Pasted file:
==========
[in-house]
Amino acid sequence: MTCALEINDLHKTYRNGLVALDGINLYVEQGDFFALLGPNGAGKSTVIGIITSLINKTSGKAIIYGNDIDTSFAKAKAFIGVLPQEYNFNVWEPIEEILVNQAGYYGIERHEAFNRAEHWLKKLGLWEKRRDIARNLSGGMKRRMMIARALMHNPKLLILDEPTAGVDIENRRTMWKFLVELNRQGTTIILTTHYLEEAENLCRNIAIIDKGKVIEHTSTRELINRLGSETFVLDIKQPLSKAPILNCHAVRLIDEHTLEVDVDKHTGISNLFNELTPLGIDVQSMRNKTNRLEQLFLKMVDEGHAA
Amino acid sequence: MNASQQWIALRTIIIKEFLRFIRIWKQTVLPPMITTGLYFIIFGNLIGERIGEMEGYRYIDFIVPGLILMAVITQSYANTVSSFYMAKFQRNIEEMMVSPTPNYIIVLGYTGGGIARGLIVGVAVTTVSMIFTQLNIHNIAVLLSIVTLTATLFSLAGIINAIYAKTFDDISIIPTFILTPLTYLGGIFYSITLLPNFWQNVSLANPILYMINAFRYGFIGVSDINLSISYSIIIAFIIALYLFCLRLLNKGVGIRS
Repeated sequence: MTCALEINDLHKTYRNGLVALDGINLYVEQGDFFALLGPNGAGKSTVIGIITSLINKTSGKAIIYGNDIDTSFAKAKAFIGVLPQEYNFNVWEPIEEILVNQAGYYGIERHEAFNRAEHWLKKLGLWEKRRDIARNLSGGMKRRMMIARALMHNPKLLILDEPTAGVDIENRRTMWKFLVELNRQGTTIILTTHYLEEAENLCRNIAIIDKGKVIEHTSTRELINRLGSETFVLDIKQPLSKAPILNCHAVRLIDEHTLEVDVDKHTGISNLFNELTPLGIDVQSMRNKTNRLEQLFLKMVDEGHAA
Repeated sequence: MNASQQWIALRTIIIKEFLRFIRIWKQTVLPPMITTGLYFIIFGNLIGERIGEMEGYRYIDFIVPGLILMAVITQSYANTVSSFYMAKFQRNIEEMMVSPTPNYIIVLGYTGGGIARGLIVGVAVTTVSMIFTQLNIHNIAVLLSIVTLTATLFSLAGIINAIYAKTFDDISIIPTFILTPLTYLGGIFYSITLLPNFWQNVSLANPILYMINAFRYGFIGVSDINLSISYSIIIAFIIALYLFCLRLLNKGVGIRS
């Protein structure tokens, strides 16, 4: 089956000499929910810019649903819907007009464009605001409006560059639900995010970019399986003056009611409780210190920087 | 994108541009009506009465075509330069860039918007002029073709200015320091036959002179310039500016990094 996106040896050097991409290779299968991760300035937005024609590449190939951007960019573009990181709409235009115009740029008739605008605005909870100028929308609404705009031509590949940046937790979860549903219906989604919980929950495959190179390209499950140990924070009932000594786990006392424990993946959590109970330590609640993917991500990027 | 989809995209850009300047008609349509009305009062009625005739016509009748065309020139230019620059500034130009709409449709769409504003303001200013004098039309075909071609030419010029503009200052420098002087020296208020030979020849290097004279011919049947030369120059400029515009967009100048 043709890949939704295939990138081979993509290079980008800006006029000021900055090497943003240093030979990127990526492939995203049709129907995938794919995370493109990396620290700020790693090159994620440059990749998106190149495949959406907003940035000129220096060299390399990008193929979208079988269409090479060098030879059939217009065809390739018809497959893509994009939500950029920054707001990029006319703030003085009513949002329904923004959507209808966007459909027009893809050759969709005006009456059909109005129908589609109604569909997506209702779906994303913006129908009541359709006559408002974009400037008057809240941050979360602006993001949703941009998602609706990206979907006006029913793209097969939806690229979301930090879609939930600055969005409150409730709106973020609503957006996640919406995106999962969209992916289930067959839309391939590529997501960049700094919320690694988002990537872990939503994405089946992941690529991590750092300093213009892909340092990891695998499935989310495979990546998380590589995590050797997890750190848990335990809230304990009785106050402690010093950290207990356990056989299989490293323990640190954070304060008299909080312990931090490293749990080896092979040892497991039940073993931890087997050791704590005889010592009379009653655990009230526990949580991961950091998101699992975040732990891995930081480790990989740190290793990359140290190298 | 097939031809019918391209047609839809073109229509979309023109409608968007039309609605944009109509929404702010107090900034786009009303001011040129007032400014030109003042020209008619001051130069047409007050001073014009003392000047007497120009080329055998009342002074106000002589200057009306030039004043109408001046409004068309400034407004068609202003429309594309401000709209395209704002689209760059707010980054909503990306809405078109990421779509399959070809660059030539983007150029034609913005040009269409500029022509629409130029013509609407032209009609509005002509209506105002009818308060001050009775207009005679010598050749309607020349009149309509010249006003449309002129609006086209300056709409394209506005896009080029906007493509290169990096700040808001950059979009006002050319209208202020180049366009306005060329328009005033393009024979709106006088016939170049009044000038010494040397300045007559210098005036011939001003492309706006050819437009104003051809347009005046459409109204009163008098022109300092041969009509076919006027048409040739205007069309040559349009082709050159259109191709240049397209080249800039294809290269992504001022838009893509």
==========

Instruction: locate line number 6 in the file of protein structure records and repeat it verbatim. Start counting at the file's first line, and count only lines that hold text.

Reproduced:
């Protein structure tokens, strides 16, 4: 089956000499929910810019649903819907007009464009605001409006560059639900995010970019399986003056009611409780210190920087 | 994108541009009506009465075509330069860039918007002029073709200015320091036959002179310039500016990094 996106040896050097991409290779299968991760300035937005024609590449190939951007960019573009990181709409235009115009740029008739605008605005909870100028929308609404705009031509590949940046937790979860549903219906989604919980929950495959190179390209499950140990924070009932000594786990006392424990993946959590109970330590609640993917991500990027 | 989809995209850009300047008609349509009305009062009625005739016509009748065309020139230019620059500034130009709409449709769409504003303001200013004098039309075909071609030419010029503009200052420098002087020296208020030979020849290097004279011919049947030369120059400029515009967009100048 043709890949939704295939990138081979993509290079980008800006006029000021900055090497943003240093030979990127990526492939995203049709129907995938794919995370493109990396620290700020790693090159994620440059990749998106190149495949959406907003940035000129220096060299390399990008193929979208079988269409090479060098030879059939217009065809390739018809497959893509994009939500950029920054707001990029006319703030003085009513949002329904923004959507209808966007459909027009893809050759969709005006009456059909109005129908589609109604569909997506209702779906994303913006129908009541359709006559408002974009400037008057809240941050979360602006993001949703941009998602609706990206979907006006029913793209097969939806690229979301930090879609939930600055969005409150409730709106973020609503957006996640919406995106999962969209992916289930067959839309391939590529997501960049700094919320690694988002990537872990939503994405089946992941690529991590750092300093213009892909340092990891695998499935989310495979990546998380590589995590050797997890750190848990335990809230304990009785106050402690010093950290207990356990056989299989490293323990640190954070304060008299909080312990931090490293749990080896092979040892497991039940073993931890087997050791704590005889010592009379009653655990009230526990949580991961950091998101699992975040732990891995930081480790990989740190290793990359140290190298 | 097939031809019918391209047609839809073109229509979309023109409608968007039309609605944009109509929404702010107090900034786009009303001011040129007032400014030109003042020209008619001051130069047409007050001073014009003392000047007497120009080329055998009342002074106000002589200057009306030039004043109408001046409004068309400034407004068609202003429309594309401000709209395209704002689209760059707010980054909503990306809405078109990421779509399959070809660059030539983007150029034609913005040009269409500029022509629409130029013509609407032209009609509005002509209506105002009818308060001050009775207009005679010598050749309607020349009149309509010249006003449309002129609006086209300056709409394209506005896009080029906007493509290169990096700040808001950059979009006002050319209208202020180049366009306005060329328009005033393009024979709106006088016939170049009044000038010494040397300045007559210098005036011939001003492309706006050819437009104003051809347009005046459409109204009163008098022109300092041969009509076919006027048409040739205007069309040559349009082709050159259109191709240049397209080249800039294809290269992504001022838009893509």